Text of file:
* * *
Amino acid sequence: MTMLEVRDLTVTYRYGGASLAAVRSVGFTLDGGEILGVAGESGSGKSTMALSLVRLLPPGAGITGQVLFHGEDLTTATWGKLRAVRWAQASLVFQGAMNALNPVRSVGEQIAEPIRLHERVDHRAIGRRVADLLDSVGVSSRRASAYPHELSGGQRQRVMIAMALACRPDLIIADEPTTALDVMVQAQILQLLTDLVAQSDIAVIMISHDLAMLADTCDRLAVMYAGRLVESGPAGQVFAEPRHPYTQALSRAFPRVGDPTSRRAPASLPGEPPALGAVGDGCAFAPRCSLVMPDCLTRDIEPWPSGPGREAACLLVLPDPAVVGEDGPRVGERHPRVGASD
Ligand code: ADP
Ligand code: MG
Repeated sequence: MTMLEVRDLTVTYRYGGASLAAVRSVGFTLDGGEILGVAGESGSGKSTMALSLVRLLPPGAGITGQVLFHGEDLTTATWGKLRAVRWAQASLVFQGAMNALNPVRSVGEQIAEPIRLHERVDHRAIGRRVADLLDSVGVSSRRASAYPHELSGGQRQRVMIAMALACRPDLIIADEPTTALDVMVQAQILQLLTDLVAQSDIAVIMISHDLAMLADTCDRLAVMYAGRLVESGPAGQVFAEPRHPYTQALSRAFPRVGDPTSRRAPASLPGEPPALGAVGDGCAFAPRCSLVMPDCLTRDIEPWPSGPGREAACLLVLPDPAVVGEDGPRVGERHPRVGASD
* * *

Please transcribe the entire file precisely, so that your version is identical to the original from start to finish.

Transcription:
Amino acid sequence: MTMLEVRDLTVTYRYGGASLAAVRSVGFTLDGGEILGVAGESGSGKSTMALSLVRLLPPGAGITGQVLFHGEDLTTATWGKLRAVRWAQASLVFQGAMNALNPVRSVGEQIAEPIRLHERVDHRAIGRRVADLLDSVGVSSRRASAYPHELSGGQRQRVMIAMALACRPDLIIADEPTTALDVMVQAQILQLLTDLVAQSDIAVIMISHDLAMLADTCDRLAVMYAGRLVESGPAGQVFAEPRHPYTQALSRAFPRVGDPTSRRAPASLPGEPPALGAVGDGCAFAPRCSLVMPDCLTRDIEPWPSGPGREAACLLVLPDPAVVGEDGPRVGERHPRVGASD
Ligand code: ADP
Ligand code: MG
Repeated sequence: MTMLEVRDLTVTYRYGGASLAAVRSVGFTLDGGEILGVAGESGSGKSTMALSLVRLLPPGAGITGQVLFHGEDLTTATWGKLRAVRWAQASLVFQGAMNALNPVRSVGEQIAEPIRLHERVDHRAIGRRVADLLDSVGVSSRRASAYPHELSGGQRQRVMIAMALACRPDLIIADEPTTALDVMVQAQILQLLTDLVAQSDIAVIMISHDLAMLADTCDRLAVMYAGRLVESGPAGQVFAEPRHPYTQALSRAFPRVGDPTSRRAPASLPGEPPALGAVGDGCAFAPRCSLVMPDCLTRDIEPWPSGPGREAACLLVLPDPAVVGEDGPRVGERHPRVGASD